Aznar: ‘Nuclear bomb in hands of ayatollahs poses threat to stability of whole world’
Dr. Massouda Jalal: ‘Women’s rights key to fighting extremism and militarization’
Spanish ex-PM Jose Maria Aznar (left) receiving UN Watch’s 2010 Guardian of Freedom Award from Executive Director Hillel Neuer (right). UN Watch annual gala, Geneva, May 27, 2010. Photo: Oliver O’Hanlon.
GENEVA, May 31, 2010 – Former Spanish Prime Minister Jose Maria Aznar and Afghan women’s rights advocate and former minister Dr. Massouda Jalal were awarded human rights prizes by UN Watch on Thursday night, at the non-governmental group’s annual gala in Geneva, in the presence of more than 150 ambassadors, U.N. officials, human rights activists and community leaders.
U.S. Ambassador Betty King, the Obama administration’s representative in Geneva, delivered greetings, along with her colleague from Israel, Ambassador Aharon Leshno-Yaar. Also in attendance were Ambassador Javier Garrigues of Spain, current holder of the EU presidency at the UN Human Rights Council, as well as Rwandan Ambassador Venetia Sebudandi.
Mr. Aznar, who headed Spain’s government from 1996 to 2004, was awarded UN Watch’s Guardian of Freedom Award “for his leadership and courage in defending liberty, confronting tyranny and terror, as a champion of democracies united and strong.”
In his remarks, Mr. Aznar highlighted the threat posed by the Iranian regime to global security, saying “their pursuit of a nuclear weapon is not acceptable.”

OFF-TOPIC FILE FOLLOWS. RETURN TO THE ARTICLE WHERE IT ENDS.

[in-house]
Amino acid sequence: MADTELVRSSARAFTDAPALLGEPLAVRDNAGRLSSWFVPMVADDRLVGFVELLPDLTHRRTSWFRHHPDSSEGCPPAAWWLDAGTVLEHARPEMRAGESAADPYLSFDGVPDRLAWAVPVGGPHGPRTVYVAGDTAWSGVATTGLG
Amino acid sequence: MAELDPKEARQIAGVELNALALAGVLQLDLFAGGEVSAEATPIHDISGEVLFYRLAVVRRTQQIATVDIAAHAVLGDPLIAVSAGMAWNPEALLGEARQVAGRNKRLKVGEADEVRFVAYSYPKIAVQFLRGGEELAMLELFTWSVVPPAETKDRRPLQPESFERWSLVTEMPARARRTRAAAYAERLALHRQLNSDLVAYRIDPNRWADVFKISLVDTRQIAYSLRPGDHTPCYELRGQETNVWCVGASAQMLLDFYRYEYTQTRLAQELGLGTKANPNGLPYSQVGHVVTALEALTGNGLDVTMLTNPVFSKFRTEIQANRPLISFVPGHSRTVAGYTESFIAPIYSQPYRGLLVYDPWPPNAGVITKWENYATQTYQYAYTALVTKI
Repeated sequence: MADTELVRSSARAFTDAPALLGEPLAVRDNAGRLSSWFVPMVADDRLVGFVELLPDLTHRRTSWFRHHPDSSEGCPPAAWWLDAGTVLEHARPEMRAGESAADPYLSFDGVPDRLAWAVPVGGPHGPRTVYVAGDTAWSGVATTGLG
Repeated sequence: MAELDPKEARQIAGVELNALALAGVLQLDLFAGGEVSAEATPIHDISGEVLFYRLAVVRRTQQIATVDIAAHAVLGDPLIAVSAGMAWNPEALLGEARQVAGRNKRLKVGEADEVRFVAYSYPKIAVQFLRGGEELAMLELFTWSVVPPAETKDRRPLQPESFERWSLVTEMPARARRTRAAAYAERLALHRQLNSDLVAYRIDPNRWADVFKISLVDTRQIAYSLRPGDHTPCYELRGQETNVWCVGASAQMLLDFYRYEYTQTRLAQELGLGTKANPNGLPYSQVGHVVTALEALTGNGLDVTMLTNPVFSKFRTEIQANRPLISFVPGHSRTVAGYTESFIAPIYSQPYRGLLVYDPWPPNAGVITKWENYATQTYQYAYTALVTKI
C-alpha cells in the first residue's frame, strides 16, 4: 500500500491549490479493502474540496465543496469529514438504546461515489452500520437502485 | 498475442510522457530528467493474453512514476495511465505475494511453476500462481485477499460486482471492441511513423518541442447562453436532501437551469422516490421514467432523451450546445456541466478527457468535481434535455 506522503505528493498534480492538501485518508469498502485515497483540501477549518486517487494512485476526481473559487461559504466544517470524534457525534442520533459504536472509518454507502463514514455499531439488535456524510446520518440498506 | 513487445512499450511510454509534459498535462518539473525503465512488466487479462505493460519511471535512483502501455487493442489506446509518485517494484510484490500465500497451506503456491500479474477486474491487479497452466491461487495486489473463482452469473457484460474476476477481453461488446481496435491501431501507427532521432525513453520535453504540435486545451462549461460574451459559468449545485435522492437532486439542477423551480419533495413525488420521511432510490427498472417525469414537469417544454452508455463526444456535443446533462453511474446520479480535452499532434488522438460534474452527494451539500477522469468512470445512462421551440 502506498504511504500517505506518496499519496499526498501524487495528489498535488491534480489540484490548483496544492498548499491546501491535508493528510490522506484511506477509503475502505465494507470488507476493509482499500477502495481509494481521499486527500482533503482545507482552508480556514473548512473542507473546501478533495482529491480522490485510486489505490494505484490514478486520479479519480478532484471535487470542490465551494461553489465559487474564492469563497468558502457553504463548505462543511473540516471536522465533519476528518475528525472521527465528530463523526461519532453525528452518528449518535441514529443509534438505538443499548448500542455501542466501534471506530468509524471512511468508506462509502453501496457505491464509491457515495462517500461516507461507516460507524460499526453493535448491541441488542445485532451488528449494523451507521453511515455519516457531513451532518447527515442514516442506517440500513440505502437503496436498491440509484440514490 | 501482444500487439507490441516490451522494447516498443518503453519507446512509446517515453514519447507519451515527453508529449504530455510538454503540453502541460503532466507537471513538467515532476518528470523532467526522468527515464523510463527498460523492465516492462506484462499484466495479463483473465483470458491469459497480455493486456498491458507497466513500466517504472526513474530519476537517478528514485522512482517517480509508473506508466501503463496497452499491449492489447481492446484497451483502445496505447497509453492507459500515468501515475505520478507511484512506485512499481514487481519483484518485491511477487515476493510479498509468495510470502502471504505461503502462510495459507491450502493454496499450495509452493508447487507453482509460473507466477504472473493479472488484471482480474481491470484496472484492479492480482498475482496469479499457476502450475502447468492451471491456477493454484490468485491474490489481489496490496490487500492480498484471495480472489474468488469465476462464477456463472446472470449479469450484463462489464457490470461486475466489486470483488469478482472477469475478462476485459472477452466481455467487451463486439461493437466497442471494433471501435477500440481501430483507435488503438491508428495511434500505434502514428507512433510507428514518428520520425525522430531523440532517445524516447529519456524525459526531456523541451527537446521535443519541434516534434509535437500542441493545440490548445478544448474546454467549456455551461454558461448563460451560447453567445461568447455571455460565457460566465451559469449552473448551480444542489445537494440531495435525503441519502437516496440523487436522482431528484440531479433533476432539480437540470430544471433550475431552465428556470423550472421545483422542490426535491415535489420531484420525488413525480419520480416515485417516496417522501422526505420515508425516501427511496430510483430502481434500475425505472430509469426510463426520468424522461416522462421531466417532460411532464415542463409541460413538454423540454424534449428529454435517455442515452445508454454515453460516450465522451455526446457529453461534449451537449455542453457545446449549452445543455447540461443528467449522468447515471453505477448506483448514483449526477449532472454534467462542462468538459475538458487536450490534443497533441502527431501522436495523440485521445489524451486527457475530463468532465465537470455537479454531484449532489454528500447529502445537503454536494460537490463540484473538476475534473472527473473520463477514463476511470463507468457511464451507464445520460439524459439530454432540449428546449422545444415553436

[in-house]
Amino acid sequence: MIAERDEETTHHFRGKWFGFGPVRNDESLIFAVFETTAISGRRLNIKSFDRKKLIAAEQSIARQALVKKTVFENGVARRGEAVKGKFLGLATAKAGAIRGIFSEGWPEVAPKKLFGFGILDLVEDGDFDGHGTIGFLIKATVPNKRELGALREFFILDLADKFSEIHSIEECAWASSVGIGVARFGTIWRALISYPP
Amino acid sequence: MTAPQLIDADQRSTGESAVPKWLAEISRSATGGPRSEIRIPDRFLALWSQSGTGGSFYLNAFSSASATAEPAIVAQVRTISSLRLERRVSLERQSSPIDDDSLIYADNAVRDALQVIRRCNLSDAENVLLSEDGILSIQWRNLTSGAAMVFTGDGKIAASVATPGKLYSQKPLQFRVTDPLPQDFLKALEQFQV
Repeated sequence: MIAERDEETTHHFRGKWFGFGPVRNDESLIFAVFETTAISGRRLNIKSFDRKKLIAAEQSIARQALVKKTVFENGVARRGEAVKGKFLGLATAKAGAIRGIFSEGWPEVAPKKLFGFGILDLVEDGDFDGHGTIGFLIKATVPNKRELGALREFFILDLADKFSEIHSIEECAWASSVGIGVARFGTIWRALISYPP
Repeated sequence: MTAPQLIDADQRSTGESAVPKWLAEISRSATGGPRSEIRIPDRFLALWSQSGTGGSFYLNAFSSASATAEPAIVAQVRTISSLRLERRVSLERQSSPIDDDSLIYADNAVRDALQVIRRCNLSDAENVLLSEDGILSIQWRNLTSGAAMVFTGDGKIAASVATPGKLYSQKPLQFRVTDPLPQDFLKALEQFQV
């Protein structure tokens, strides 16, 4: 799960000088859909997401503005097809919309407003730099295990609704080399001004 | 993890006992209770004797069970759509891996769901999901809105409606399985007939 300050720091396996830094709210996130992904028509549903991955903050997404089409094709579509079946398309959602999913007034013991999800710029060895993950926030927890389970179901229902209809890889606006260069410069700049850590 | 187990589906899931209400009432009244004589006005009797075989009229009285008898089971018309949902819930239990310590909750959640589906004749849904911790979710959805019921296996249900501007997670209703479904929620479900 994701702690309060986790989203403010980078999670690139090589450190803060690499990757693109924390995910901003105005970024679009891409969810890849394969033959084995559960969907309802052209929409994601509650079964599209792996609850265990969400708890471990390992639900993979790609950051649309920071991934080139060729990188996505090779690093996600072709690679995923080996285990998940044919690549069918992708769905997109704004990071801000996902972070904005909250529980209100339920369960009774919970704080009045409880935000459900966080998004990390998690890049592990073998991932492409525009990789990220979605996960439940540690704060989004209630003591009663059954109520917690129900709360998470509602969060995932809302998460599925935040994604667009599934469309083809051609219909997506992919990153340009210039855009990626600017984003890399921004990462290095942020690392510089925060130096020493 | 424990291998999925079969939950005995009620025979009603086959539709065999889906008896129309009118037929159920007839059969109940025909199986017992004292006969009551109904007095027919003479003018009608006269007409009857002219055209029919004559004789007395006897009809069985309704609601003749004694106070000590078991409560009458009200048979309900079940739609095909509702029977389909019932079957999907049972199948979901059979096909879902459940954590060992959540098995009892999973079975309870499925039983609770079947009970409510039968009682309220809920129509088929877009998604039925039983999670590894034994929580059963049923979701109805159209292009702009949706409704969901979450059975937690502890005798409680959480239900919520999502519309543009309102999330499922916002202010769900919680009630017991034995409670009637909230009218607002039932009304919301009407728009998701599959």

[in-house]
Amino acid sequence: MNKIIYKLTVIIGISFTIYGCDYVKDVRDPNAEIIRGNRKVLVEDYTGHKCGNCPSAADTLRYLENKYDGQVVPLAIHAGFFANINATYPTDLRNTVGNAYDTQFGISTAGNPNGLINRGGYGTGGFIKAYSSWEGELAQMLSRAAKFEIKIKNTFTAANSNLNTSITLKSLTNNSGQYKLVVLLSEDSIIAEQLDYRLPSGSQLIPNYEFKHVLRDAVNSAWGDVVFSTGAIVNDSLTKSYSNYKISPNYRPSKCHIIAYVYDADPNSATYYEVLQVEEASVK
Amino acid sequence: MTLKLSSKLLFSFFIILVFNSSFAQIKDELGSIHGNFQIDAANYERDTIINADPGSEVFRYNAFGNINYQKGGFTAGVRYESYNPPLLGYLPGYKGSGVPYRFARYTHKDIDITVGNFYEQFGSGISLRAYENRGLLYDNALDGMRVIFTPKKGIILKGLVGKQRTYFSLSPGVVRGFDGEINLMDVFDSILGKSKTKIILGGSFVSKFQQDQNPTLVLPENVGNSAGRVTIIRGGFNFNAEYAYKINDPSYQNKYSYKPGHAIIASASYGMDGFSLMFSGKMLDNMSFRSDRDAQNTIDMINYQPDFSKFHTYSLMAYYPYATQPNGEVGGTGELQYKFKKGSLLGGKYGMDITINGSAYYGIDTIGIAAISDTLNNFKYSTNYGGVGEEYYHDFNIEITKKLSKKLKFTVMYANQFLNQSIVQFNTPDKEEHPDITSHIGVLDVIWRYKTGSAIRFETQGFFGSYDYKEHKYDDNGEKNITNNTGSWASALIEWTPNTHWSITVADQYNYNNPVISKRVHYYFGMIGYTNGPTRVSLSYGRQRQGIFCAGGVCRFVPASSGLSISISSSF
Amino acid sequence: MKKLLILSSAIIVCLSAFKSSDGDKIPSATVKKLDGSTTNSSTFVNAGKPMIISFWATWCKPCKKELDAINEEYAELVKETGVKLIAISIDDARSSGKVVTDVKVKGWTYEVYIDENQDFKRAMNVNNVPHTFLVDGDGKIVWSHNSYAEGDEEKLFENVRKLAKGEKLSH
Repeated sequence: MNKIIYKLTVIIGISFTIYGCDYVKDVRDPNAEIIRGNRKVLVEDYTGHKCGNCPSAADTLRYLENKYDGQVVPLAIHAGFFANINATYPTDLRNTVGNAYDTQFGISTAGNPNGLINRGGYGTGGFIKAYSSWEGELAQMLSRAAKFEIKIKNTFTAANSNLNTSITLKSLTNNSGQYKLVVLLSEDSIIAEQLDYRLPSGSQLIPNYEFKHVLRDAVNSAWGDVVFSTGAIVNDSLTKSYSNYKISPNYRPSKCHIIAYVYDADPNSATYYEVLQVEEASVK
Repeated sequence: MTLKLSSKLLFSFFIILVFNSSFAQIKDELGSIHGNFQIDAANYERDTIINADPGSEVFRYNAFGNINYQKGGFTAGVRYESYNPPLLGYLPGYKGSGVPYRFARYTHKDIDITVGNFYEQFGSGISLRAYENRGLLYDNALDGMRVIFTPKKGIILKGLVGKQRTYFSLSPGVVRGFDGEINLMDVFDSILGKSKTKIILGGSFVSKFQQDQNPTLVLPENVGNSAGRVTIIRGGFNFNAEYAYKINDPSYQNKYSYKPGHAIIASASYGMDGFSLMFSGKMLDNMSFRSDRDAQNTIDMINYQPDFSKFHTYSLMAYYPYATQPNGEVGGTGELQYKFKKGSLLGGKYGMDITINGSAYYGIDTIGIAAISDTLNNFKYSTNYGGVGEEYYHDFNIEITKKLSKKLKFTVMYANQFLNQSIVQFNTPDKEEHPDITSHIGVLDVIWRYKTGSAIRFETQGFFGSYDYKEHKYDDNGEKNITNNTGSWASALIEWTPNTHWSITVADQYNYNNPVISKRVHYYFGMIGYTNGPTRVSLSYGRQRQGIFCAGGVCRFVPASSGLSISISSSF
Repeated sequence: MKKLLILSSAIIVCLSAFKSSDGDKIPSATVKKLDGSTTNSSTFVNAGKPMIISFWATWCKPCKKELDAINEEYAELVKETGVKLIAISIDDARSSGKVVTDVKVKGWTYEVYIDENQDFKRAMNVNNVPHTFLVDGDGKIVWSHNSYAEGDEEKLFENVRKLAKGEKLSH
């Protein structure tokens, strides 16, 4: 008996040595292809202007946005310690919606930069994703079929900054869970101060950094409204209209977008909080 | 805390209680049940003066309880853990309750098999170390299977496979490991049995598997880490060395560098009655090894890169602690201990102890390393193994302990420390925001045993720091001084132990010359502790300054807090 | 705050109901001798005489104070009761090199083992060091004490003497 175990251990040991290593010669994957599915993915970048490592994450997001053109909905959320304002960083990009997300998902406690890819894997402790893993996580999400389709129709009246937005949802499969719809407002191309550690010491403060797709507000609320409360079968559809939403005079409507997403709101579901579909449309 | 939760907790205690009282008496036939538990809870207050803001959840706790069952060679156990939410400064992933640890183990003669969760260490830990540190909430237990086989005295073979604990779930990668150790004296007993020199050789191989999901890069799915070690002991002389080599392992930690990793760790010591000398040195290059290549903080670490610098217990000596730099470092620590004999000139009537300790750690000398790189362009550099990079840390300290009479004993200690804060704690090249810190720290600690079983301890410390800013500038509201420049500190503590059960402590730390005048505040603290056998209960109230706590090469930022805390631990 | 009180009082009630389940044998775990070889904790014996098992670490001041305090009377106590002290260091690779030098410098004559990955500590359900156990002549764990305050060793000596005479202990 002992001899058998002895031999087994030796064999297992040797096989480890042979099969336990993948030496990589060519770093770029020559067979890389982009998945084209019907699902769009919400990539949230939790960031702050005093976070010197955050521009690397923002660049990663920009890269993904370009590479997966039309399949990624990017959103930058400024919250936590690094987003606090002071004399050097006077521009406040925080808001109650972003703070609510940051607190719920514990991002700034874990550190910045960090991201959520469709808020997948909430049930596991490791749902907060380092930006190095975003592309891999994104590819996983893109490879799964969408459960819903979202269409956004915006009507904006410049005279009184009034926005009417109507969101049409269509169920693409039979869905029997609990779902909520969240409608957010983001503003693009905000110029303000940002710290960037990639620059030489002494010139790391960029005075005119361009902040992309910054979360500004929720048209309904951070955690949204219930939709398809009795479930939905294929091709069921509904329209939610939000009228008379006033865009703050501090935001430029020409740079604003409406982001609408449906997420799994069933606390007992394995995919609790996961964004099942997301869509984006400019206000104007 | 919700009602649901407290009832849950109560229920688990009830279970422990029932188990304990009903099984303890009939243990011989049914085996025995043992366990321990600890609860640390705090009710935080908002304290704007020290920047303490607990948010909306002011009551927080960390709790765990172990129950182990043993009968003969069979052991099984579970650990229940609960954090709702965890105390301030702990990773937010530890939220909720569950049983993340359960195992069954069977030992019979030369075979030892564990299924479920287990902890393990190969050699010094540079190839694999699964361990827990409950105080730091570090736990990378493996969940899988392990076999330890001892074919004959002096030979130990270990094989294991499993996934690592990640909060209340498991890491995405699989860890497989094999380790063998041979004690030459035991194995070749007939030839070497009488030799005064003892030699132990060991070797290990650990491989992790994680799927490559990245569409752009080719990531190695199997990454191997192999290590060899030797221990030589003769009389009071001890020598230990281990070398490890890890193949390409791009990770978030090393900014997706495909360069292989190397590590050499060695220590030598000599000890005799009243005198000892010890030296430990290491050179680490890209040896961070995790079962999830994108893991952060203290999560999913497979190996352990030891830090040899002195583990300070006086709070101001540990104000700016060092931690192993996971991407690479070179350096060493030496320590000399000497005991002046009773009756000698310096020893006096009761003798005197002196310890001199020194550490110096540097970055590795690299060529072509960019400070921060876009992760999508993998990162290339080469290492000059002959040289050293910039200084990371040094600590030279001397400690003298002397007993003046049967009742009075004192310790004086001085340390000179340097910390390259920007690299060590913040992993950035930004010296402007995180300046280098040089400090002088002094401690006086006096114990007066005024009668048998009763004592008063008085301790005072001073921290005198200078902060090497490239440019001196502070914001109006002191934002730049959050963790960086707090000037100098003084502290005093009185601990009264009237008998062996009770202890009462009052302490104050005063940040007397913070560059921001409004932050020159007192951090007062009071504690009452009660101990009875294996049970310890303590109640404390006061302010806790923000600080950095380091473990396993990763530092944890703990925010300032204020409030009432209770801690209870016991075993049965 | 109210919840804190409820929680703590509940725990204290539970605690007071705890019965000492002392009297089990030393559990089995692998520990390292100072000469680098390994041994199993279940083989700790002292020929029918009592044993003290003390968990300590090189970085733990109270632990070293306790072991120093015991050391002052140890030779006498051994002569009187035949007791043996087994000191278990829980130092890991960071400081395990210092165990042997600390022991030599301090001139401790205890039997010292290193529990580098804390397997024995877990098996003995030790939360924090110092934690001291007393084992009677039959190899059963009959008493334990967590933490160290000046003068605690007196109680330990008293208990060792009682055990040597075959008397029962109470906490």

While agreeing that “all diplomatic means must be explored in order to avoid conflict,” Mr. Aznar said that “doing the same over and over again while expecting a different outcome is proving rather ineffective. A psychiatrist may call it delusion. This is not the perfect state of mind when dealing with the brutal regime of the ayatollahs.”
“A nuclear bomb in the hands of the ayatollahs poses a threat not only to Israel but to the stability of the whole world. Our friends and allies from Israel are the first ones endangered by Iran’s nuclear ambitions, but not the only ones. We should not forget that Iranian missiles can already reach the heart of Europe.” (Click here for full text.)
Dr. Massouda Jalal, the first woman in Afghanistan to run for presidential office and to later serve as its Minister for Women’s Affairs, was given UN Watch’s Morris B. Abram Human Rights Award, a prize named after the late founder of UN Watch, whose advocacy in the civil rights movement was noted during the dinner by U.S. Ambassador King.
The UN Watch award was dedicated to Dr. Jalal for her “courage and dedication in fighting discrimination against women in Afghanistan. You give hope to your nation, inspire women worldwide, and are a hero for the cause of equal rights for all.”
Her personal story as a presidential candidate was documented in the 2004 film, “Front Runner.” (See film trailer here.)
Today, Dr. Jalal heads a women’s rights organization in Kabul that provides training and resources to women and girls in the areas of nutrition, education, job skills training and domestic violence.
“It is not the sole responsibility of the international community or the UN to ensure our freedom. But how can it be that under their watch, we women, and many men too, have seen their freedoms eroded so substantially?” asked Dr. Jalal.
“Women’s rights are the key to fighting dictatorship and extremism, militarization and warlordism. Women are the key to the future.”
As part of the award, over the next year UN Watch will promote and assist the human rights work of Dr. Jalal, which it has already begun to do by arranging high-level meetings for her with officials in Geneva and Ottawa. Dr. Jalal will visit Canada soon to testify before its parliament.
Last year’s recipients of UN Watch human rights awards were Esther Mujawayo, an activist for victims of the genocide in Rwanda, and Nazanin Afshin-Jam, the founder and president of Stop Child Executions. ¼/p>